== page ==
A photographer wrongly suspected of taking u2018secretiveu2019 pictures of barmaids has spoken of his shock when pub managers called in police to investigate.
Picture credit: Nick Redman
A photographer wrongly suspected of taking ?secretive? pictures of barmaids has spoken of his shock when pub managers called in police to investigate.
Nick Redman, a keen photographer who works in IT, decided to take pictures on a night out with colleagues and clients at the Crosse Keys pub on Gracechuch Street in The City of London last night.
But Redman, 44, was left outraged when managers alerted police, even though staff had apparently not objected to the picture-taking which took place around 10pm.
?We nipped outside for a cigarette. The next thing we knew two police officers turned up,? said Redman who was using a Leica M9 digital camera with a 35mm Zeiss f/2 lens.
Redman said the images were just snapshots, some taken by the people he was with, and that they would have stopped if anyone in the pub had complained.
?They [police officers] looked at every picture and were perfectly happy there wasn?t any issue whatsoever (apart from my camera shake and lack of artistic merit).
?They asked me for my details to record that they had spoken to me. I politely refused on the basis that I hadn?t done anything wrong.
?They were fine with this and explained that I didn?t have to give my details in that situation ? I even took a snap of them afterwards.?
Redman has nothing but praise for the police but has fired off an angry letter of complaint to bosses at J D Wetherspoon, the chain that runs the pub.
?I am furious I was branded a criminal in front of clients, friends and the public,? he added.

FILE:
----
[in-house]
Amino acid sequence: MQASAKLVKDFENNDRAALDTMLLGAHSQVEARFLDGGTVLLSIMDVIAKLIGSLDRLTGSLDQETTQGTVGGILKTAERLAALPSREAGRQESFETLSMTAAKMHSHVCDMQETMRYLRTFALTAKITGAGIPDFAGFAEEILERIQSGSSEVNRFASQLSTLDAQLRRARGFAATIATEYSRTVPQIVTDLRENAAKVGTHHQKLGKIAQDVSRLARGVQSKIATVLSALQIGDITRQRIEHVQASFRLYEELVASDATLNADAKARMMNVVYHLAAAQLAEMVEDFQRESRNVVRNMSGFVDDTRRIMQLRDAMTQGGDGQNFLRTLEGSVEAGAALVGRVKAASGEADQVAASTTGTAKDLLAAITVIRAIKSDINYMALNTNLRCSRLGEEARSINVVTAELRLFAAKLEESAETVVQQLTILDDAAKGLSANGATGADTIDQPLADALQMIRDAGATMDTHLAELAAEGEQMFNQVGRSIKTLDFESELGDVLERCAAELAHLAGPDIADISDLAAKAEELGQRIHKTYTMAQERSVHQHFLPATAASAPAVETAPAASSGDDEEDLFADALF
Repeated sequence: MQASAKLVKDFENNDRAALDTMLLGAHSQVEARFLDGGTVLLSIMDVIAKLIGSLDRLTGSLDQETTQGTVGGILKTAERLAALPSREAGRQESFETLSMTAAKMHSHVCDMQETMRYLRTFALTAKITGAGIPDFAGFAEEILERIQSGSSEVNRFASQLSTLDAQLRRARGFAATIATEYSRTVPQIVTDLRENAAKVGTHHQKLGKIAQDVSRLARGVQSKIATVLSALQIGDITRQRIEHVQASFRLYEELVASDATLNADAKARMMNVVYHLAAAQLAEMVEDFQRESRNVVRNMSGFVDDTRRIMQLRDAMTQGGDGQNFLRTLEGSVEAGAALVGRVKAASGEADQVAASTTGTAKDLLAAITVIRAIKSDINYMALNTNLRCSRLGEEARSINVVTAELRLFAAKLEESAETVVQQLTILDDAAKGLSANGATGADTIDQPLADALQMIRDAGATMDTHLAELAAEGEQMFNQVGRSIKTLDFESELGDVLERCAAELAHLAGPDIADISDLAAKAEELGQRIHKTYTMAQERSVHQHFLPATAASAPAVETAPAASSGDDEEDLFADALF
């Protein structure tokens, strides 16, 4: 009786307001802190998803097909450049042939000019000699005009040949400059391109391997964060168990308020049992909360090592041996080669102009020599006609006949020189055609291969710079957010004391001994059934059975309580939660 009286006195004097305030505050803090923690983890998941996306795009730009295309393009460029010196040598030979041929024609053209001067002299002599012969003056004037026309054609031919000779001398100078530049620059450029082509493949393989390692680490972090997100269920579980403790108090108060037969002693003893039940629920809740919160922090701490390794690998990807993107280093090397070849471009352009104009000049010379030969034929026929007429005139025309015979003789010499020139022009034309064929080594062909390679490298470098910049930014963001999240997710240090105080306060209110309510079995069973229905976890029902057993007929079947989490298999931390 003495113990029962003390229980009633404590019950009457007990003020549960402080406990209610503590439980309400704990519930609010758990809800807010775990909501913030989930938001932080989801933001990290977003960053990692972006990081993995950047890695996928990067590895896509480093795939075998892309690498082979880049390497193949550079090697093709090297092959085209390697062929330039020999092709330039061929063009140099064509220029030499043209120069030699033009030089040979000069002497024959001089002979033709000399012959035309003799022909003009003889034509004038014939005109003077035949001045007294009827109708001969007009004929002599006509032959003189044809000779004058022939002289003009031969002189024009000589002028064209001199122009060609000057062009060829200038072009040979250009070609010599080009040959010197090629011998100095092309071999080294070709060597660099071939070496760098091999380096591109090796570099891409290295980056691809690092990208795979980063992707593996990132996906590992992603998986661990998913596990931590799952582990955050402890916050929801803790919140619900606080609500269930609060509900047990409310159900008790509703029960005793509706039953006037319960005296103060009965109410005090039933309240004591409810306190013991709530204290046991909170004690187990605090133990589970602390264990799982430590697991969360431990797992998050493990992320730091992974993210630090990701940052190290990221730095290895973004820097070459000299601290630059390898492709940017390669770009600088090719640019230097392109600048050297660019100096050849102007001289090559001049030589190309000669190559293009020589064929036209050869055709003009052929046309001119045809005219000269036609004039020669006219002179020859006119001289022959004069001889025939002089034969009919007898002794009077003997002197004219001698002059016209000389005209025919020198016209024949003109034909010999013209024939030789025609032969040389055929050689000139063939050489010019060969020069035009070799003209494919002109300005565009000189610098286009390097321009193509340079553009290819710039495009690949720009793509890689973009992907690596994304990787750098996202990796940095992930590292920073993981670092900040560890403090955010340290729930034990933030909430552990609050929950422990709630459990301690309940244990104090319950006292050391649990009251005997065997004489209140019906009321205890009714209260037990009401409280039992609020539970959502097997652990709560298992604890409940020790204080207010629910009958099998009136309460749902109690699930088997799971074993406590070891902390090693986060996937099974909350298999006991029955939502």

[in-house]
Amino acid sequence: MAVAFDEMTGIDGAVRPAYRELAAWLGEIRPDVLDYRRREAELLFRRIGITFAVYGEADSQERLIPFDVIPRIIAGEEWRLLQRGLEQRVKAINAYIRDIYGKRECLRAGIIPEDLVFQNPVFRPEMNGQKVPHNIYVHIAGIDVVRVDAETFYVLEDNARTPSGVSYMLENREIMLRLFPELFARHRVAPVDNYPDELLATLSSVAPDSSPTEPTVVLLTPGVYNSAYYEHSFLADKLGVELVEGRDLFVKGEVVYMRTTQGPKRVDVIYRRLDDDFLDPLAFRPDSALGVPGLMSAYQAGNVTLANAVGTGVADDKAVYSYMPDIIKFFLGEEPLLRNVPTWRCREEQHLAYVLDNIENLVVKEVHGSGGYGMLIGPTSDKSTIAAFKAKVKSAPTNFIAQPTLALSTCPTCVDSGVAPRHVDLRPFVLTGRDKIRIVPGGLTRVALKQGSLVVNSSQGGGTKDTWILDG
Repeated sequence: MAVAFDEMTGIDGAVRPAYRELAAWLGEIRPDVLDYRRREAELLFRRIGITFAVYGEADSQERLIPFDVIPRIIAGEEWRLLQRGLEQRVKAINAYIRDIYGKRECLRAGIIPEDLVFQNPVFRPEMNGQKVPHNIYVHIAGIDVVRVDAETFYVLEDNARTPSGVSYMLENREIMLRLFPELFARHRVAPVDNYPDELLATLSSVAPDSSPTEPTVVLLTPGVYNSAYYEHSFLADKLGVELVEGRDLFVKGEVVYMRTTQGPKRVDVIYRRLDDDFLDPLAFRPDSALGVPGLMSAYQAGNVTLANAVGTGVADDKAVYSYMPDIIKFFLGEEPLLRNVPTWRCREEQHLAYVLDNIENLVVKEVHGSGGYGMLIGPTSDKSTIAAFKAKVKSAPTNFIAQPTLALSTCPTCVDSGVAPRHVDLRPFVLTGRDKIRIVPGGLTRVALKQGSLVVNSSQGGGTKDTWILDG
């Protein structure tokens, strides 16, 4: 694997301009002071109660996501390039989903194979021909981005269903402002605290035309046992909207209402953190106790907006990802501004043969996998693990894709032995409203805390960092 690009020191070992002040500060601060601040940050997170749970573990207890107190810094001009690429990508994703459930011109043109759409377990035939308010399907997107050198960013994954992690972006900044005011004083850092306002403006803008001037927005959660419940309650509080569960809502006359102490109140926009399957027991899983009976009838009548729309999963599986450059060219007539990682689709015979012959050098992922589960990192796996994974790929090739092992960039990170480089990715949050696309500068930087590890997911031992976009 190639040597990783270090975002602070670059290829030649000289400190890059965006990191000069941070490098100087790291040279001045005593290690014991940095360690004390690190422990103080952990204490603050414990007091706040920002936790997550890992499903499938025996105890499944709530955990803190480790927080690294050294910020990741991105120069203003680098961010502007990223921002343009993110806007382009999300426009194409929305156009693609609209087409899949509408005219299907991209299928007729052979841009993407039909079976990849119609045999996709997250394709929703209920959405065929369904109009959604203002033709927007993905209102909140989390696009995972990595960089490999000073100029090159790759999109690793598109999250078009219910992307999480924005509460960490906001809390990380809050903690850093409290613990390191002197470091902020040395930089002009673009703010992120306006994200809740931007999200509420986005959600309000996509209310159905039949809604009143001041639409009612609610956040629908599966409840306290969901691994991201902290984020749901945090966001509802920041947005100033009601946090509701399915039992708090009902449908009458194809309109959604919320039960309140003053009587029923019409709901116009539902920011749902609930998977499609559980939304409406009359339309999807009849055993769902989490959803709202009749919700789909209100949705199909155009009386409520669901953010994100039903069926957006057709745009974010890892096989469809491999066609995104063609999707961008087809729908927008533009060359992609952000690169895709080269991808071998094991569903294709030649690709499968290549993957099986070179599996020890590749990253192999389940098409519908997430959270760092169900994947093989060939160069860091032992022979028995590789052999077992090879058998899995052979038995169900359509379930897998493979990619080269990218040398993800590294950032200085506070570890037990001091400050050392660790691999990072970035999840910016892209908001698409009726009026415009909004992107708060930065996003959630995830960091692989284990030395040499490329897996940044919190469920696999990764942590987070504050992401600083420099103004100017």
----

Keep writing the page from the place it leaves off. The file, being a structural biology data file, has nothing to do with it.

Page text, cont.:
A spokesman for City of London Police told us: ?There was a suggestion that a group of men were taking secretive photos of female members of staff.?
He said officers attended the scene but felt the photographer had committed no crime.
Police refused to say who had alerted them.
Staff were ‘delivering food’
A spokesman for J D Wetherspoon disputed Redman?s version of events, telling us pub staff had told the men to stop taking photos.
?Three guys were taking photos of staff who were behind the bar and delivering food around the pub,? he said.
?They were asked to stop.
?You can?t just randomly start taking photos of people when they are delivering food.?
The photographer said that when police left the scene a pub manager refused to give his name, claiming this was ?company policy?.
Redman said he doubts there would have been a problem if he had been using a camera phone because it is more discreet.
However, J D Wetherspoon claims its managers would have reacted in the same way to someone taking pictures of its staff ?over a long period of time?.
Picture credit: Nick Redman